The mustard seed and vulture kings

Wednesday

Mark 4:26-34

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Cedar trees in the Cedars of God nature preserve on Mount Lebanon, Lebanon.

“With what can we compare the kingdom of God, or what parable will we use for it? 31It is like a mustard seed, which, when sown upon the ground, is the smallest of all the seeds on earth; 32yet when it is sown it grows up and becomes the greatest of all shrubs, and puts forth large branches, so that the birds of the air can make nests in its shade.”

At least Mark properly calls the fruit of the mustard seed a ‘bush’. Matthew records Jesus saying: it is the greatest of shrubs and becomes a tree, and Luke also records that it grew and became a tree.” Why would they make such a mistake? Because this isn’t about taxonomy, it is about the promise in Ezekiel 17 of a righteous king.

Judah’s involvement in imperial politics went poorly for the nation. When Babylon rose to power and marched on the Assyrian capital of Nineveh, Pharaoh Neco came to Assyria’s aid to prevent Babylon’s domination of the region. Josiah, the righteous king in whom the author of Samuel & Kings puts his hope, marched out to prevent the Egyptian advance and was killed in the valley of Megiddo. Jehoahaz, the royal son, aged 23 and now become king, goes to submit to Pharaoh, but is seized and taken to Egypt as a hostage. Pharaoh installs his brother, Jehoiakim, on the throne. Jehoiakim wisely switches side when Neco falls to Nebuchadnezzar, but when the Babylonian invasion of Egypt fails – and Nebuchadnezzar must withdraw to quell a rebellion at home – Jehoiakim betrays his new master.

Nebuchadnezzar, however, deals quickly with the insurrection at home and marches back to Jerusalem and besieges the city. The help Jehoiakim expects from Egypt never materializes and the rebel king dies during the siege (a curiously timed and unexplained death). On taking the throne, his son, the 18-year-old Jehoiachin, surrenders. He is taken in chains to Babylon with a host of other captives from the elite families of the city, and Nebuchadnezzar installs his uncle, Zedekiah, as king. Ezekiel is among these first captives carried into exile in 597/6 BCE.

Jeremiah and Ezekiel, speaking on God’s behalf, are the lone voices of sanity, urging the king to submit to Babylonian rule. The royal prophets – the talking heads and tea leaf readers who dine at the king’s table – urge him to action, promising success, telling the king what he wants to hear. Zedekiah reaches out to Egypt for support and breaks his covenant/treaty with Babylon. But, again, Egyptian help does not materialize and Jerusalem, the monarchy, the temple and priesthood are all brutally and thoroughly destroyed. A second deportation begins Judah’s long exile.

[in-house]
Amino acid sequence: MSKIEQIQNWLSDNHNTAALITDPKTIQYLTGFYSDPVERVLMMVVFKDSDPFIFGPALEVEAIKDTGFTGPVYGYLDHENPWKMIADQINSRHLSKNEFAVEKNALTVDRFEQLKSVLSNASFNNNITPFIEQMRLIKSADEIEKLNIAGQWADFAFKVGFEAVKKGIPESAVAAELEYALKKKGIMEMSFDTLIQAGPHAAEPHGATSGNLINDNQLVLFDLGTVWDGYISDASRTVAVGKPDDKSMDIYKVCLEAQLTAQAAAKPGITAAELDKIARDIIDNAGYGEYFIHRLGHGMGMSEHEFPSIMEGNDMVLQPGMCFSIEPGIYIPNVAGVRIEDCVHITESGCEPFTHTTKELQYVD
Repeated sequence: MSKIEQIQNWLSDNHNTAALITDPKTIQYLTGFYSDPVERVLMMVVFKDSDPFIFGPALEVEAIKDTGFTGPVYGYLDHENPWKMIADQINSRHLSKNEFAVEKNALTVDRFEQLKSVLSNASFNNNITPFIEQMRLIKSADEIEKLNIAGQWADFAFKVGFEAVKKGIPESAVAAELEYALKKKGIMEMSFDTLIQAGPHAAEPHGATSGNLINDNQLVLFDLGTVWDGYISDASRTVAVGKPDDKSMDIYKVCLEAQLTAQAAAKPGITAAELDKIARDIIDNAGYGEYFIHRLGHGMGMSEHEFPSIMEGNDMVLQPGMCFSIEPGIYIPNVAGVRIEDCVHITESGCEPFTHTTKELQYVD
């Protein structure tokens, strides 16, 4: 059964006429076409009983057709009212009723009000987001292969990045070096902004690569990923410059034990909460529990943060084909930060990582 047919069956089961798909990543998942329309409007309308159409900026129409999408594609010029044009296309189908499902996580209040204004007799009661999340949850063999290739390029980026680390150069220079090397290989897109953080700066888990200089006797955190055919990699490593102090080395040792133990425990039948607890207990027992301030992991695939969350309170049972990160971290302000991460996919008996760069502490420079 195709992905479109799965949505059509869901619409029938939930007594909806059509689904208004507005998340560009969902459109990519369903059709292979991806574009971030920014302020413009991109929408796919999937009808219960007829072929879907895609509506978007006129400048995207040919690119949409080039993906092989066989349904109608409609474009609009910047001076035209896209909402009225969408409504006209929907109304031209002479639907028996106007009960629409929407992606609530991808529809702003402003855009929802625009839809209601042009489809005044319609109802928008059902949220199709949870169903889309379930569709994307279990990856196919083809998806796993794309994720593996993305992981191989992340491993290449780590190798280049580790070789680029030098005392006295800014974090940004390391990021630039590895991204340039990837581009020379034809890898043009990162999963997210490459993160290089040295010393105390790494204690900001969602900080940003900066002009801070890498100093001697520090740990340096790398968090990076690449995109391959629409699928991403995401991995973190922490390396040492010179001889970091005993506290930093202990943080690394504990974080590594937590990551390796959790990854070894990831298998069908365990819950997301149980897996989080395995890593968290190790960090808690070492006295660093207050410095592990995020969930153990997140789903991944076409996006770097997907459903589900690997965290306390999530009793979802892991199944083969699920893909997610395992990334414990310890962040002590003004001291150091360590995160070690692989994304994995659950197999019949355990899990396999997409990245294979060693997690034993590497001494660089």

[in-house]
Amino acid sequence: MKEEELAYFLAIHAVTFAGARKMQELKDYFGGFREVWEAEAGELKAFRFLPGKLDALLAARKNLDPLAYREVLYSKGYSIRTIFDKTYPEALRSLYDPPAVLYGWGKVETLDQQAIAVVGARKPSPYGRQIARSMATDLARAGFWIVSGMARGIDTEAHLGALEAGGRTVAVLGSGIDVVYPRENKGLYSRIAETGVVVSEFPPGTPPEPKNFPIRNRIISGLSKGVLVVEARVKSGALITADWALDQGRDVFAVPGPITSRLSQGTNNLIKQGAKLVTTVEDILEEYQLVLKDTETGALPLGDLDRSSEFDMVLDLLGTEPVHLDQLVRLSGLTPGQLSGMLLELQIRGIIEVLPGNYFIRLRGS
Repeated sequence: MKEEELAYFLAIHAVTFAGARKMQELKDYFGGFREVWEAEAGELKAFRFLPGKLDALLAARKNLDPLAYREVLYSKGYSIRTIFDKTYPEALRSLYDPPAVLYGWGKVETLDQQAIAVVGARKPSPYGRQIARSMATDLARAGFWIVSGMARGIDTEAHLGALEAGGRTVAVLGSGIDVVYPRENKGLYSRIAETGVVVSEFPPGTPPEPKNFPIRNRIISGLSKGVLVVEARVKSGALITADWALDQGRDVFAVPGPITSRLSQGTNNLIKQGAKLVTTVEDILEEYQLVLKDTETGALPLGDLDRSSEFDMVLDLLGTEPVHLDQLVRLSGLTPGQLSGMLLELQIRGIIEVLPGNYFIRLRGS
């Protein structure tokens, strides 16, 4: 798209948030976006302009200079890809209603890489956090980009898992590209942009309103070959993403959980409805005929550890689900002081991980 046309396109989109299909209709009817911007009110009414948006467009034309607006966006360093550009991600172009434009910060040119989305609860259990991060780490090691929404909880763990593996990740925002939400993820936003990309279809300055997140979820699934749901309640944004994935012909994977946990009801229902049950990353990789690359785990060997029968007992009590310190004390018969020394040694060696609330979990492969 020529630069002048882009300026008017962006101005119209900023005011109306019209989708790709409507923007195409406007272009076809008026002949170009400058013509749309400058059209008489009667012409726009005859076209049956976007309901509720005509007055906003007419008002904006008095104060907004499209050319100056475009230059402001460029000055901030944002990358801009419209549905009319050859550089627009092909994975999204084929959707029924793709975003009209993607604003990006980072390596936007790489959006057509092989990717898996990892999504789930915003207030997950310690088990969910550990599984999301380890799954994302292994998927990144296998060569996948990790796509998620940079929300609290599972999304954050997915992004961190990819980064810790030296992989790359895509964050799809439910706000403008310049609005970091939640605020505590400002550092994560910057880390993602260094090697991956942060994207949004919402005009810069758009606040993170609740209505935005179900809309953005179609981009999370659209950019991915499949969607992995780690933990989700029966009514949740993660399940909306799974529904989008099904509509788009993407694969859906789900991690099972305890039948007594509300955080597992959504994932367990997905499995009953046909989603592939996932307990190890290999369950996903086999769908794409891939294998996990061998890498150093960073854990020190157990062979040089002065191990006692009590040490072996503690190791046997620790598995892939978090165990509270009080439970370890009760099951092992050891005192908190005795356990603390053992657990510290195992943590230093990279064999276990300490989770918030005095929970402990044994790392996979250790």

Ezekiel embodies these troubling events in his parable of the great eagle/vulture* (Babylon/Nebuchadnezzar) who plucks a sprig from the Forest of Lebanon (the royal hall in Jerusalem) and carries it off to “a city of merchants” (Babylon). Then he takes “a seed from the land” (Zedekiah) and plants it in fertile soil where it grows into a vine – a vine, not a great tree; low, not exalted. But the vine does not send its roots towards the first eagle; instead it looks for strength and help from “a second eagle” (Egypt). And then, the prophet asks, what that first eagle will do? Will he not come and tear up the vine, rip up its roots, and leave it to wither beneath the hot desert winds?

The prophet’s fears are realized. But this word of doom is not all that the prophet has to say to us. God himself – not an eagle/vulture – will take a tender sprig and plant it on Mt. Zion where it will become a great tree in which “every kind of bird will live”. God promises a true king – not these rapacious vulture kings, nor the lowly vine, but a great cedar that shelters all.

This is why the insignificant mustard seed becomes a shelter for the birds. It is why Matthew and Luke call it a tree, lest we miss the allusion. This Jesus is the lowly twig become a great cedar. This Jesus is the shelter for all peoples. This Jesus is the promised ruler who will free God’s world from the vultures and provide a safe home for all.